OpenStreetMap PBF Perfomance Tricks

05 Aug 2019
Paul Kernfeld dot com

As I’ve been working on analyzing the Green Line Extension with OpenStreetMap, I wanted to highlight some neat performance tricks used in OpenStreetMap’s PBF file format.

OpenStreetMap is like Wikipedia for structured geographical data. Besides literally streets, it contains over 5 billion buildings, parks, train tracks, trees, benches, and much more. This data set powers many maps that you see around the Internet. The OpenStreetMap data model includes three types of element:

The most common machine-readable format for storing OpenStreetMap data is actually not PBF, but rather a straightforward XML format. A building represented using XML might look like:

<osm version="0.6" generator="CGImap 0.7.5 (14598" copyright="OpenStreetMap and contributors" attribution="" license="">
    <way id="29520980" visible="true" version="3" changeset="70167175" timestamp="2019-05-12T18:08:40Z" user="Alan_Bragg_Import" uid="8980145">
        <nd ref="325407887"/>
        <nd ref="325407889"/>
        <nd ref="325407891"/>
        <nd ref="325407892"/>
        <nd ref="325407893"/>
        <nd ref="325407894"/>
        <nd ref="325407896"/>
        <nd ref="325407899"/>
        <nd ref="325407901"/>
        <nd ref="325407904"/>
        <nd ref="325407887"/>
        <tag k="addr:housenumber" v="447"/>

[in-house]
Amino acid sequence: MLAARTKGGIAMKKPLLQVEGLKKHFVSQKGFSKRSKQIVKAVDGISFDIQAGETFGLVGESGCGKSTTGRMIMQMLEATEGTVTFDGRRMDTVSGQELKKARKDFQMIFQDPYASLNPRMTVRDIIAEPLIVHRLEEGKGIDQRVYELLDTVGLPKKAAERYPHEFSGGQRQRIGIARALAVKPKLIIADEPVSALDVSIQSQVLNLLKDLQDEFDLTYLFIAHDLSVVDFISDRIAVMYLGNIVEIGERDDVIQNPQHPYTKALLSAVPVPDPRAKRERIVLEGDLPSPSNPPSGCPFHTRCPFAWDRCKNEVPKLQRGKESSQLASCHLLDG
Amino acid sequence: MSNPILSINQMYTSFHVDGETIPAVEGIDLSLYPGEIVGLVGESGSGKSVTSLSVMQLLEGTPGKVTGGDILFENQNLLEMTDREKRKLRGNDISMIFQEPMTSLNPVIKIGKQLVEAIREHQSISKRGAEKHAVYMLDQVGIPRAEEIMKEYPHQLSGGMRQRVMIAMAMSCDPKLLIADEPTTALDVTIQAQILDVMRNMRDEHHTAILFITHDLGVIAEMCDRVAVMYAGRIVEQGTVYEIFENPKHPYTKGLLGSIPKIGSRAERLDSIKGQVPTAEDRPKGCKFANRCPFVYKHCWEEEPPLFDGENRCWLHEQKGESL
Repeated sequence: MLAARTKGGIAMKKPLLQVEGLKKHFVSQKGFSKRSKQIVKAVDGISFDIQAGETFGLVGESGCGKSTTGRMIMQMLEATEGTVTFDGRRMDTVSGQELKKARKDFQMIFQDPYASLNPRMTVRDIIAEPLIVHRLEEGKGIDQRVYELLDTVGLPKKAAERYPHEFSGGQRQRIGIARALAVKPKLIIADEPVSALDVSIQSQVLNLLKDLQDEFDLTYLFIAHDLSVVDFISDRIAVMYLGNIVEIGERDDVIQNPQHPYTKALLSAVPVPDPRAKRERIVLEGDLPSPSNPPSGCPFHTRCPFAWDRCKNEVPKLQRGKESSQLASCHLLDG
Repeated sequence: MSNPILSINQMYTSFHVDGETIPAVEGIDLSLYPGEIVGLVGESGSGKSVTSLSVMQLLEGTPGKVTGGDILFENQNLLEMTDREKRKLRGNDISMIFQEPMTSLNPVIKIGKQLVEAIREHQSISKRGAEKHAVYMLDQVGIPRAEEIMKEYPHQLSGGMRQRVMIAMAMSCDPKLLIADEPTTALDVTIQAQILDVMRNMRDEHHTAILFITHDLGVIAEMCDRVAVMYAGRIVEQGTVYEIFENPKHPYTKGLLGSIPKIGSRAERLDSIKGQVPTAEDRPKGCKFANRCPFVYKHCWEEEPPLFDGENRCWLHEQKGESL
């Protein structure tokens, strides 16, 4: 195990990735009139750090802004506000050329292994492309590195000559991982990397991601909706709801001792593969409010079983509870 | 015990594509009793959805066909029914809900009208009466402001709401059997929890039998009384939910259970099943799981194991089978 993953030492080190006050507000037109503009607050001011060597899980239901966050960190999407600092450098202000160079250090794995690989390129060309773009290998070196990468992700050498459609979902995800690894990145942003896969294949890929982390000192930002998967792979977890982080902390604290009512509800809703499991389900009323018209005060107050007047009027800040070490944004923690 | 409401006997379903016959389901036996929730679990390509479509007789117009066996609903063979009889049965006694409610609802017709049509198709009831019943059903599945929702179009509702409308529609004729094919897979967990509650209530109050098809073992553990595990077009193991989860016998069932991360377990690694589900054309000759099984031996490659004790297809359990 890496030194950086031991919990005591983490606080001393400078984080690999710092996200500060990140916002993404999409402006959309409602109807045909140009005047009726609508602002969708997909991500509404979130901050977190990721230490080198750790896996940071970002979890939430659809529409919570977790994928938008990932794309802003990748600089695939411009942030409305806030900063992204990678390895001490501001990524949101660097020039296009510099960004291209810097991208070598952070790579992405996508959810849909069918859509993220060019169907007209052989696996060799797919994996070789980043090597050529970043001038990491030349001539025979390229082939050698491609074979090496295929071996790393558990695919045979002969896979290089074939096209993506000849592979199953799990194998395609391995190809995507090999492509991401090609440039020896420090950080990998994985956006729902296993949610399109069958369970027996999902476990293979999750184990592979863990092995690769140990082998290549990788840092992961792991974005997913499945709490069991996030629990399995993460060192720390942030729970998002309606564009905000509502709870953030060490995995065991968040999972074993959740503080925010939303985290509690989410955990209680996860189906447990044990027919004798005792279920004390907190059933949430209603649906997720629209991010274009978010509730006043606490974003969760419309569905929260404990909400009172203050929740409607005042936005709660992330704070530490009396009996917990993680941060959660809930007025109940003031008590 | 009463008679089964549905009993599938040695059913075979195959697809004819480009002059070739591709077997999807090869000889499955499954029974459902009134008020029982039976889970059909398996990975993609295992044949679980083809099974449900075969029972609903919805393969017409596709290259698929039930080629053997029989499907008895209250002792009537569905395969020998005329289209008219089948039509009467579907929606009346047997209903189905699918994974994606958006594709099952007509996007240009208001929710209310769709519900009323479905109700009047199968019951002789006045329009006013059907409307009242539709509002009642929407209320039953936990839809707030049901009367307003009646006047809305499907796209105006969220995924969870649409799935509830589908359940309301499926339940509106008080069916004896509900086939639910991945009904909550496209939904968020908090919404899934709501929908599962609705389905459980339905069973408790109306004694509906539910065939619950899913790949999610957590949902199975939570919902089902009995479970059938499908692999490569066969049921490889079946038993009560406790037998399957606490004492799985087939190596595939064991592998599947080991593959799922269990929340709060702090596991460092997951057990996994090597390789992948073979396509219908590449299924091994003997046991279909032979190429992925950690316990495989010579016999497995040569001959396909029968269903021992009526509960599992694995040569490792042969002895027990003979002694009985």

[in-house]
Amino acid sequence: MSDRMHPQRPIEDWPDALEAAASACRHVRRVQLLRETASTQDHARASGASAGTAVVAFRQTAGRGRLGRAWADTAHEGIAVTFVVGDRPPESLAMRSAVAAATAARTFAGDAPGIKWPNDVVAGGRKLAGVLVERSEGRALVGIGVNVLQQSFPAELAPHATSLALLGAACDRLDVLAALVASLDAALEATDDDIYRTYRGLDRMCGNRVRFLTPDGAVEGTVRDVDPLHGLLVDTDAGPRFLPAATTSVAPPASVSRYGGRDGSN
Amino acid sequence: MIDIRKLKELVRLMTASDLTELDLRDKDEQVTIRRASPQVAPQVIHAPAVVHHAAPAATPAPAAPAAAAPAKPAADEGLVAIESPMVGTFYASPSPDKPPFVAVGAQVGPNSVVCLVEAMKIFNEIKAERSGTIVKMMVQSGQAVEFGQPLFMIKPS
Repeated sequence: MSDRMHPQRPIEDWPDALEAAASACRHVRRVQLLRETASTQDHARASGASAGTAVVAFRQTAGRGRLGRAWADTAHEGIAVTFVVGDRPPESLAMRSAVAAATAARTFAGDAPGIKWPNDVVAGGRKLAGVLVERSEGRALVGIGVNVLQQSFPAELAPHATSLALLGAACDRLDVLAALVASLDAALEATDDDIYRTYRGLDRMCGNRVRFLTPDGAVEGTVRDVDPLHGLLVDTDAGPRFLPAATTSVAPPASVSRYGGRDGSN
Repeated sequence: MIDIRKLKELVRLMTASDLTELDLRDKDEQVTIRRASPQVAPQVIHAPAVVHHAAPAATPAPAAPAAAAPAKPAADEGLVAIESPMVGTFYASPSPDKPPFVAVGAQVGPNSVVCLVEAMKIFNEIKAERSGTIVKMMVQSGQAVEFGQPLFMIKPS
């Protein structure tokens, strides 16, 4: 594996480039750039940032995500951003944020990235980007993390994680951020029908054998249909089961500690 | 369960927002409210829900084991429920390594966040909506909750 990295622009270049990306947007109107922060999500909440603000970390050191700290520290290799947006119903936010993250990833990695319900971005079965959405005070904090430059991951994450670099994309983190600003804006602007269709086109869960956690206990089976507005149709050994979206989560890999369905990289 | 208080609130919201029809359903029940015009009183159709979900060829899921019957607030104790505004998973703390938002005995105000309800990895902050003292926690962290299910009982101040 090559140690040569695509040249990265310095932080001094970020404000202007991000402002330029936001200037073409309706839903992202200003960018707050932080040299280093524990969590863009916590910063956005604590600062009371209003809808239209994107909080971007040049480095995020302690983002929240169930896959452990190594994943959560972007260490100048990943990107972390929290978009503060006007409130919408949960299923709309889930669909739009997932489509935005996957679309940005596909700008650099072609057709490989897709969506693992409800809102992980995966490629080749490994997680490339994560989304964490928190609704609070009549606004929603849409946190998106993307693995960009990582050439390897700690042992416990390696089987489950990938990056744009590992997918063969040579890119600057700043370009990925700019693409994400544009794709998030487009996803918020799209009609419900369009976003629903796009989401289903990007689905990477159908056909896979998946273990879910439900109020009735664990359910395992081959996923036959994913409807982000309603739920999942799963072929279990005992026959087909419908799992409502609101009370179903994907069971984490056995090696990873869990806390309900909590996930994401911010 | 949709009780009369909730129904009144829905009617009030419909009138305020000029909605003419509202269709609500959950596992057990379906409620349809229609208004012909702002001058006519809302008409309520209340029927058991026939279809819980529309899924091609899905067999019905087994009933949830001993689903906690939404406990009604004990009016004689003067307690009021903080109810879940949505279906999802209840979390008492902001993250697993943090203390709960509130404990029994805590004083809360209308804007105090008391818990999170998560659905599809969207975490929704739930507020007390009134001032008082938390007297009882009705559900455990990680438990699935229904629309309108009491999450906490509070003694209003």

<tag k="addr:street" v="Cambridge Street"/>
        <tag k="building" v="yes"/>

Although it’s nice to have a human-readable representation, this isn’t a particularly efficient way to encode this data. After removing unnecessary whitespace, the entire XML node above uses 718 bytes of storage in UTF-8 encoding; one byte for each character. Below, I’ll illustrate how the PBF format improves on this.

By starting with Google’s Protocol Buffers serialization format, it’s easy to make some quick improvements on encoding size. Since Protocol Buffers include several different types, node IDs can be represented as integers (in particular, OpenStreetMap uses sint64). For example, the number 325,407,887 can be encoded as a Protocol Buffers variable-length integer, or varint, using only 5 bytes. That saves about half of the space since the XML encoding required 9 bytes: one byte for each base-10 digit.

In addition to this, Protocol Buffers naturally use less padding than XML. In the original XML, there are 13 bytes of padding for each integer: <nd ref=" is 9 bytes, and "/>\n is 4 bytes. Using Protocol Buffers’ packed encoding format, the integers above are actually placed right next to each other in the serialized form, so the 11 node IDs above now require only 55 bytes to store (5 bytes for each node ID). This is a big improvement on the XML, in which the list of integers required 152 bytes (22 bytes for each node ID, made up of 13 bytes of padding + 9 bytes for the number itself).

Although this already cuts the memory usage by 2/3, the designers of the PBF format did not rest on their laurels. One thing you’ll notice above is that many of the node IDs are numerically close to each other. This is a common scenario in OpenStreetMap; I imagine this is because these nodes were all created at about the same time. To capture additional space savings, every node ID in a way is represented using the delta from the previous node ID (except for the first node ID). This is an excellent example of using domain knowledge for performance improvements.

325407889 -> +2
325407891 -> +2
325407892 -> +1
325407893 -> +1
325407894 -> +1
325407896 -> +2
325407899 -> +3
325407901 -> +2
325407904 -> +3